The Shadow Rising Page 167

The cloudless sky still stretched gray overhead, though first light had crept on before they set out; the streets were still largely empty, and silent except for the rumble of the cart and the creak of its axle. When the sun topped the horizon people would begin to venture out, but now the few she saw were knots of men in baggy trousers and dark cylindrical caps, scuttling along with the furtive air of having been up to no good while dark had held. The old piece of canvas tossed over the cart's load was carefully arranged so anyone could see it covered only three large baskets, yet even so one or another of those small clusters would pause like a pack of dogs, veiled faces all coming up together, eyes swiveling to follow the cart. Apparently twenty men with boarding swords and cudgels were too many to face, because all eventually hurried on.

The wheels dropped into a large hole where paving stones had been pried up in one of the riots; the cart fell away beneath her. She almost bit her tongue as she and the cart bed met again with a hard smack. Egeanin and her casual armfolding! Grabbing the edge of the cart bed, she frowned at the Seanchan woman. And found her tightlipped and holding on with both hands also.

“Not quite the same as standing on deck after all,” Egeanin said with a shrug.

Nynaeve grimaced slightly and tried to edge away from the Seanchan woman, though how she might manage it without climbing into Elayne's lap was difficult to see. “I am going to speak to Master Bayle Domon,” she muttered meaningfully, just as if the cart had not been her suggestion in the first place. Another lurch clicked her teeth shut.

They all three wore drab brown wool, thinwoven but coarse and not very clean, poor farm women's dresses like shapeless sacks compared with the clinging silks of Rendra's taste. Refugees from the countryside earning a meal as they could; that was what they were supposed to be. Egeanin's relief at her first sight of the dresses had been quite evident, and almost as strange as her presence on the cart. Elayne would not have thought the latter conceivable.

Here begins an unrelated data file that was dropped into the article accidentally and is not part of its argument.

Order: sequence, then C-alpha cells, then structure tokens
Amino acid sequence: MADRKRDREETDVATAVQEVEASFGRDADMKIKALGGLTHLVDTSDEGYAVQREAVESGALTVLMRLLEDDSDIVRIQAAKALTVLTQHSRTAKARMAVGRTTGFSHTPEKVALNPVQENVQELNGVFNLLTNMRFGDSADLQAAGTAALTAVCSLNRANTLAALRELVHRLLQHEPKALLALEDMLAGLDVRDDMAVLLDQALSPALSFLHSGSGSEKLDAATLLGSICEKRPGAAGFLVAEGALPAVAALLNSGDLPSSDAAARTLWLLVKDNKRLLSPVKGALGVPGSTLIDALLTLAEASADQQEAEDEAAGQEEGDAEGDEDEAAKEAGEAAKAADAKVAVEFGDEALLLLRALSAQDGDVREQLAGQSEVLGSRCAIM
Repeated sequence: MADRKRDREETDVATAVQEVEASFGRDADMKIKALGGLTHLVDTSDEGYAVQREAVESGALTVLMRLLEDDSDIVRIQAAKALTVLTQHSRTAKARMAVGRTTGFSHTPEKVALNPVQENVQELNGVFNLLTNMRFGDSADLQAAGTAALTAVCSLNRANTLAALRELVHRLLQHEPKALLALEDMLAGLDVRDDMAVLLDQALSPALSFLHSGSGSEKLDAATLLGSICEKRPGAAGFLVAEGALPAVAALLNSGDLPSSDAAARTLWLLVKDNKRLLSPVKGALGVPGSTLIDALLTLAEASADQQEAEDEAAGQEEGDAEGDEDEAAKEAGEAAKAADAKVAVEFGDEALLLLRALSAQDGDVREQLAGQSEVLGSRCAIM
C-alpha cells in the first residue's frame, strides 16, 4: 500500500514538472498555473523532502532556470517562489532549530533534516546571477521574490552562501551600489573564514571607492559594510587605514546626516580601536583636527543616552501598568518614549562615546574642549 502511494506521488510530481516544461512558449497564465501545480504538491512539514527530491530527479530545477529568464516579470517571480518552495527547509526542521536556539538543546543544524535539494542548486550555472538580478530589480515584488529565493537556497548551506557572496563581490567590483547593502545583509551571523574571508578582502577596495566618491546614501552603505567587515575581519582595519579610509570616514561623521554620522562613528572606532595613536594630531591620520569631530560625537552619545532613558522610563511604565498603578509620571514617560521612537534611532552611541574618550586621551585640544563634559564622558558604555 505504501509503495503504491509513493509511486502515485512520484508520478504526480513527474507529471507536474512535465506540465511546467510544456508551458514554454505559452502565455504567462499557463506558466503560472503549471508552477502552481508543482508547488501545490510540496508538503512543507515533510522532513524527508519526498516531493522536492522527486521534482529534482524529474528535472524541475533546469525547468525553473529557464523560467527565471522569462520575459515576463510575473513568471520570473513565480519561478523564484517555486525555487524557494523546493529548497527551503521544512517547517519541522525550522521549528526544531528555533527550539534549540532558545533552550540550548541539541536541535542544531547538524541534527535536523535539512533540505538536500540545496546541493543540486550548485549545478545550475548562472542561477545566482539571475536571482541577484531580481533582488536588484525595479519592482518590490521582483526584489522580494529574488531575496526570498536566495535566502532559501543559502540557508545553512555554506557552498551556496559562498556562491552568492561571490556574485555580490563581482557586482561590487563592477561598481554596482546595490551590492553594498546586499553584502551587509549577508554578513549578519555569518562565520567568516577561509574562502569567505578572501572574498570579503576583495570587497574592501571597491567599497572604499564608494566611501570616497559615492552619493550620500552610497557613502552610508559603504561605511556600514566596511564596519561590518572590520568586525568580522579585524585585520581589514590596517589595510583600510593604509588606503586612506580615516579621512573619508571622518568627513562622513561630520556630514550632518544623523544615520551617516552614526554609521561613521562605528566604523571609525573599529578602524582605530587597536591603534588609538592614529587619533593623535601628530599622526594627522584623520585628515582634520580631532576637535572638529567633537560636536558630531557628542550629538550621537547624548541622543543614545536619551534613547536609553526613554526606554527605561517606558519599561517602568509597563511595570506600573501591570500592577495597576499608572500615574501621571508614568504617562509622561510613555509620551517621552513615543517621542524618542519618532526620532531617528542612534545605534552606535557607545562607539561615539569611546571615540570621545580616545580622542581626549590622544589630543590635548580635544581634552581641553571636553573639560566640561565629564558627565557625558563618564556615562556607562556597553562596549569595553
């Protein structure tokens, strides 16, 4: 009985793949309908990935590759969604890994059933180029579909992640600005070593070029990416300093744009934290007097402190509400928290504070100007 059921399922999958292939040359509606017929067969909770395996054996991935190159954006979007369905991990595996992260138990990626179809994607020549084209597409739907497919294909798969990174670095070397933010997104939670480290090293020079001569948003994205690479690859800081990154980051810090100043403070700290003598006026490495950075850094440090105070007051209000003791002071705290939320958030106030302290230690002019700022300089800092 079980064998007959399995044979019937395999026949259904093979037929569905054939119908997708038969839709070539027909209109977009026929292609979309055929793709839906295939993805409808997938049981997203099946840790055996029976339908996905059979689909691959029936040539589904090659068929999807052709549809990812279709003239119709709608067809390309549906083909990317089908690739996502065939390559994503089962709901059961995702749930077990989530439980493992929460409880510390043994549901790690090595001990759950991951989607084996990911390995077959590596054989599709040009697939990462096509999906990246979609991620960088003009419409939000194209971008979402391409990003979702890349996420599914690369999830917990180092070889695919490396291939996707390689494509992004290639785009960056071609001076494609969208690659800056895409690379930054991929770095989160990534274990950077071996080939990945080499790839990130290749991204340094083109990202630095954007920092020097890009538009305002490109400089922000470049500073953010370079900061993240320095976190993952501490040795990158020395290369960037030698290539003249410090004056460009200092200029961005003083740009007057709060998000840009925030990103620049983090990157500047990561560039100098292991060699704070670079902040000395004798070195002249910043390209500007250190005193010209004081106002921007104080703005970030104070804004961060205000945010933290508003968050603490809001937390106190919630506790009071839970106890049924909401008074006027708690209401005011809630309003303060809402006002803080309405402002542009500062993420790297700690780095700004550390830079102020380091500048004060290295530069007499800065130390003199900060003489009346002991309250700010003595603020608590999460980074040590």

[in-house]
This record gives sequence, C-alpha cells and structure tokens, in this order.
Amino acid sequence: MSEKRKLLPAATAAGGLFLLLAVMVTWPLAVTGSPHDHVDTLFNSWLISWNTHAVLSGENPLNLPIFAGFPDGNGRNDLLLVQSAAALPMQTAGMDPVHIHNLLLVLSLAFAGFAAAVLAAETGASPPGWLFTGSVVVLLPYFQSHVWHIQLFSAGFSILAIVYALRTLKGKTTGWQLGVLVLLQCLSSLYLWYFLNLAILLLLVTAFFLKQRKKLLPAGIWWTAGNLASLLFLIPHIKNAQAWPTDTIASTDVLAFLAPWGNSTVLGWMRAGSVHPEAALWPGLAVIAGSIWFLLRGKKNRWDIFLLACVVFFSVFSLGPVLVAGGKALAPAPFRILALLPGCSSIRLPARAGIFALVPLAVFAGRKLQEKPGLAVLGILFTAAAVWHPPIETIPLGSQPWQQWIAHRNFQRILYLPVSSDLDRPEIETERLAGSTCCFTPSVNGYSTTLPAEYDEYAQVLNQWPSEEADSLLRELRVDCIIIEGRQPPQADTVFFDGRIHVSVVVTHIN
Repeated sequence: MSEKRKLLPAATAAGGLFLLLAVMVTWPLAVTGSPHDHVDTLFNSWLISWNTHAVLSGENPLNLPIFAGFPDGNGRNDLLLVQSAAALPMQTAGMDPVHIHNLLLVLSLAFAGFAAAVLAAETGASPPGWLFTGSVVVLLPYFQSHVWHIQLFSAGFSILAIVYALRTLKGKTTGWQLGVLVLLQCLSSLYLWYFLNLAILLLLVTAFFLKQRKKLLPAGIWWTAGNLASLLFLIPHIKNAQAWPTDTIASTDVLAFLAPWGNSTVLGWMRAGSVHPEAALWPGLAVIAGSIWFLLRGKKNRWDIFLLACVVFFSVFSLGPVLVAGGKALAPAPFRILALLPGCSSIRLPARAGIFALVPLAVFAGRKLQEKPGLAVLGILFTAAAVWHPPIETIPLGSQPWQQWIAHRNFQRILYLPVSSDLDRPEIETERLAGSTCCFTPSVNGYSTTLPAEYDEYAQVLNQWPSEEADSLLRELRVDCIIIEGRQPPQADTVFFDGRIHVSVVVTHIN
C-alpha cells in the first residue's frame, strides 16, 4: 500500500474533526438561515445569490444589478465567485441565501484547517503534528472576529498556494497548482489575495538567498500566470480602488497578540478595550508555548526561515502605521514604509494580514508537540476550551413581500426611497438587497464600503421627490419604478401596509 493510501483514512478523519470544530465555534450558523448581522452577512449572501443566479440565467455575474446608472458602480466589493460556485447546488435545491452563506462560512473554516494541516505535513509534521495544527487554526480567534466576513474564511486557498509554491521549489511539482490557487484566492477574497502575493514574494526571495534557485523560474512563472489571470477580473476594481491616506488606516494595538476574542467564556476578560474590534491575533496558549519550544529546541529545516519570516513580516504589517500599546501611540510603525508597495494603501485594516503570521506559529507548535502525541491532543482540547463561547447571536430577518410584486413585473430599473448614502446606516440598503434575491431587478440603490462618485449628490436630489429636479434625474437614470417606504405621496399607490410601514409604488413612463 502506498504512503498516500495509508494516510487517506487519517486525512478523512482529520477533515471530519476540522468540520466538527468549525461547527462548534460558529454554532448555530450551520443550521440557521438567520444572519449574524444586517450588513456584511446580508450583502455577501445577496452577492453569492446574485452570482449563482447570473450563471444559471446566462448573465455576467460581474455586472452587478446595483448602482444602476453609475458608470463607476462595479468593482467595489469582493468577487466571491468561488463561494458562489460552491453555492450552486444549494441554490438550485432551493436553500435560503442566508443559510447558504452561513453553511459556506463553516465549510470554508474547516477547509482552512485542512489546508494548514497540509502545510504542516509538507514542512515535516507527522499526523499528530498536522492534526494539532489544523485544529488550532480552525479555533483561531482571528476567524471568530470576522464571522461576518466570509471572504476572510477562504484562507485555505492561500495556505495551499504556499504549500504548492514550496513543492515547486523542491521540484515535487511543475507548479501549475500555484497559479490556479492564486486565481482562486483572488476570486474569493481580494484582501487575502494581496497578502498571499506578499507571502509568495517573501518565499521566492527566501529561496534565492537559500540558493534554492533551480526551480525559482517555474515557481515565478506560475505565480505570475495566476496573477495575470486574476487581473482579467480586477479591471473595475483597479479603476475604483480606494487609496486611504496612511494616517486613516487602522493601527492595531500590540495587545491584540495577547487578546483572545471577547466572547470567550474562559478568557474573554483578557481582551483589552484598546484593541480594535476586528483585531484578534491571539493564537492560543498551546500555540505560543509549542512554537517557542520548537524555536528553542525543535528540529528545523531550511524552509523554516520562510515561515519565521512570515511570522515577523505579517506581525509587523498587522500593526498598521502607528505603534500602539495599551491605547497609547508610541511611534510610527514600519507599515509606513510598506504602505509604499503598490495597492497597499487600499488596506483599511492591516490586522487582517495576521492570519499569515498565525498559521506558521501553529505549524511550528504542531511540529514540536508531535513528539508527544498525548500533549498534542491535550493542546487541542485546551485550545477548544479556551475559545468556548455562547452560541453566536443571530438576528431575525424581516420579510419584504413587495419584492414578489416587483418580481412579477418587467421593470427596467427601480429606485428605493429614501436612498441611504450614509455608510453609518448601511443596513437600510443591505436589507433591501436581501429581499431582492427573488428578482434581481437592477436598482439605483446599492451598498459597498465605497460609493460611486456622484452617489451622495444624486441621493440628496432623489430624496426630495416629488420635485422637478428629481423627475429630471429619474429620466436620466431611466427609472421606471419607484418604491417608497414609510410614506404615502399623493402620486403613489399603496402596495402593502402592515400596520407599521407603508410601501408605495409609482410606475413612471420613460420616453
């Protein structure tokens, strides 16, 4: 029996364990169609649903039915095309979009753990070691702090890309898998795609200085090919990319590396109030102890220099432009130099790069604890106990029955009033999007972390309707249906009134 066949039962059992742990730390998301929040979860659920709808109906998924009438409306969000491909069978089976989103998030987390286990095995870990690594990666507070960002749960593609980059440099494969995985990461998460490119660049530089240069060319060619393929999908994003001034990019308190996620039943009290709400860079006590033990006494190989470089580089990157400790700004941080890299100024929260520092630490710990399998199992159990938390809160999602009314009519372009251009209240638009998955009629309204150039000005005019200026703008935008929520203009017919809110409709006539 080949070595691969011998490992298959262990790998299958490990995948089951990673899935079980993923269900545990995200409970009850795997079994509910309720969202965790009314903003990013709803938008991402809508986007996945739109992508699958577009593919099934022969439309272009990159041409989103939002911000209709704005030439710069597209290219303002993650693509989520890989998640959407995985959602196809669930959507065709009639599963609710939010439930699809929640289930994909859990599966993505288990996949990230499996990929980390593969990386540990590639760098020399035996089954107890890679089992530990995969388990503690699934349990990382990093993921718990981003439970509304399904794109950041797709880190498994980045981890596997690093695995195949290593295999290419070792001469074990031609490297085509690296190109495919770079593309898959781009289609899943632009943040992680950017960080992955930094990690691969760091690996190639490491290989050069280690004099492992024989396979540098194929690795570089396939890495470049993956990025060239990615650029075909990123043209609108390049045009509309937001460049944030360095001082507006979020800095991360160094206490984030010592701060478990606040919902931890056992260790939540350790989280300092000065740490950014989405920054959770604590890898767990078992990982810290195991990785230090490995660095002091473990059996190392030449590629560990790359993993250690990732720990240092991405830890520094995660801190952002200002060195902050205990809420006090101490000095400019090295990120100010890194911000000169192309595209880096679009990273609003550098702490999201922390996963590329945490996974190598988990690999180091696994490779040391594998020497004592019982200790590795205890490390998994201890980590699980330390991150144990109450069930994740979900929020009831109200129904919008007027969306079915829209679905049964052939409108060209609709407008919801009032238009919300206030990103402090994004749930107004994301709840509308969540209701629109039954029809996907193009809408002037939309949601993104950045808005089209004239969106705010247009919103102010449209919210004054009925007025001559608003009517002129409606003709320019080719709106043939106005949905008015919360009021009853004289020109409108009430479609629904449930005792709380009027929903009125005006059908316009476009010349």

There had been quite a lot of discussion — that was what the men called it — in the Chamber of Falling Blossoms, but she and Nynaeve had countered most of their fool objections and ignored the rest. The two of them had to enter the Panarch's Palace, and as soon as possible. That was when Domon had raised another objection, one not as silly as the rest.

“You can no go into the palace alone,” the bearded smuggler muttered, staring at his fists on the table. “You say you will no channel unless you must, no to warn these Black Aes Sedai.” Neither of them had seen any need to mention one of the Forsaken. “Then you must have muscle to swing a club if the need do arise, and eyes to watch your backs will no be amiss either. I am known there, to the servants. I did take gifts to the old Panarch too. I will go with you.” Shaking his head, he growled, “You do make me stretch my neck on the headsman's block because I did leave you at Falme. Fortune prick me if you do no! Well, it do be done now; you can no object to this! I will go in with you.”

“You are a fool, Illianer,” Juilin said contemptuously before she or Nynaeve could open their mouths. “You think the Taraboners will allow you to wander about the palace as you wish? A scruffy smuggler from Illian? I know the ways of servants, how to duck my head and make some emptyheaded noble think...” He cleared his throat hastily, and hurried on without looking at Nynaeve — or at her! “I should be the one to go with them.”